“The fact that human beings know that we will die is rather remarkable. It means not only that we know we are alive, but also that we must wonder about what life means, what death means and whether any of it has any purpose or meaning.” — John Shelby Spong
I am often reading philosophy books. Even after Seminary, I am still looking for the answer to the thoughts expressed by Spong… Does my life have any purpose or meaning? I am alive.. Doesn’t that mean something? Anything? If so, what SHOULD I be doing with it?
Growing up in the United States, I was told my life mattered, that I could accomplish anything. Traveling around the world, I came to the realization that this assumption was not true for everyone. Lives do matter, but not everyone can realistically accomplish anything they want. There are borders, wars, famine, disease, ignorance, hatred, etc, which prevents individuals from having the opportunity to reach their full potential.
While living in Nepal, I had the opportunity to sit and breathe, to really question what I had learned in life and in Seminary. What I discovered is that I personally believe we put too much pressure on ourselves to produce in the West. A friend once told me we are human beings, not humans doing. We are flesh and blood, not machines built with a specific purpose for someone or something else.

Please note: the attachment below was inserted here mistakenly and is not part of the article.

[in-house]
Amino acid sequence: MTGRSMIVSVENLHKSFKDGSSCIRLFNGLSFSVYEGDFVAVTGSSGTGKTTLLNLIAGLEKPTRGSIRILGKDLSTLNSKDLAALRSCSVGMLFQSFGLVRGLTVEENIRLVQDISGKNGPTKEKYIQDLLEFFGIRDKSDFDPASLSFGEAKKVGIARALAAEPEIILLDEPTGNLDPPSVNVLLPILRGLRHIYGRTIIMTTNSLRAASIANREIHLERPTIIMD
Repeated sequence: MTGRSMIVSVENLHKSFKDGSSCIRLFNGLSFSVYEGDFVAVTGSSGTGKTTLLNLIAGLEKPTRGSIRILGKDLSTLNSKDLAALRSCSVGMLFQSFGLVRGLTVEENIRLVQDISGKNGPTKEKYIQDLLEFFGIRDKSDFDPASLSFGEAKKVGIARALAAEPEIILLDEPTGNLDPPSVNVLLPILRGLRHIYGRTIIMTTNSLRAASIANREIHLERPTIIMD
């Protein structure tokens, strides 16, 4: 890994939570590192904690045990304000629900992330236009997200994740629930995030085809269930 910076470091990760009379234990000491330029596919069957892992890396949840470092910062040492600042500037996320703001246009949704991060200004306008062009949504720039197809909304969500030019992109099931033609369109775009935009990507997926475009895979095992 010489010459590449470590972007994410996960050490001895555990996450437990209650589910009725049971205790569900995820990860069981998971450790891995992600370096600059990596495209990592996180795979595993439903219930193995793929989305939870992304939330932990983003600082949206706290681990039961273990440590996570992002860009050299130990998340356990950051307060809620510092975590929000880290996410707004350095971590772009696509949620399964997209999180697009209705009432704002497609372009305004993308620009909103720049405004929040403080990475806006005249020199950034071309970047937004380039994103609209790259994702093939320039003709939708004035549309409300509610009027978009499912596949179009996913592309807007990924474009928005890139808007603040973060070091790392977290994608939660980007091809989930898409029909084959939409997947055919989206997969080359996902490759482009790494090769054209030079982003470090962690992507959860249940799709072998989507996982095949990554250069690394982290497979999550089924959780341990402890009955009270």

In Nepal, many people can simply “be.”
What I mean by “being” is that they can sit at a corner and wait for the bus patiently. They can talk with a stranger while their food takes a few hours to make (especially if there is a closed border and no petrol). They can change their plans when you show up 2 days later than expected. Why?
Because they are more in touch with the here, the now. Instead of focusing on what our lives means to others, they are present. It seems even in Nepal this is rapidly changing with the arrival of cell phones and facebook, but still… it’s STILL. The people may have drama, but I do not see the same kind of obvious anxiety a lot of Americans express when something goes wrong. They can digest it without getting overly emotional and deal with the issue at hand.
These days, instead of trying to figure out WHY I am here, what purpose I serve, or what my life means, I reflect on the fact that I do exist. This life is a gift, not an obligation. This life is an opportunity, not a resume for my afterlife.
What does it mean for you to be here, be now? Today, take some time to be present, to look around and see what is in front of you. Instead of being lost in plans for tomorrow, get lost in the beauty that is today … and if possible, have some fun!!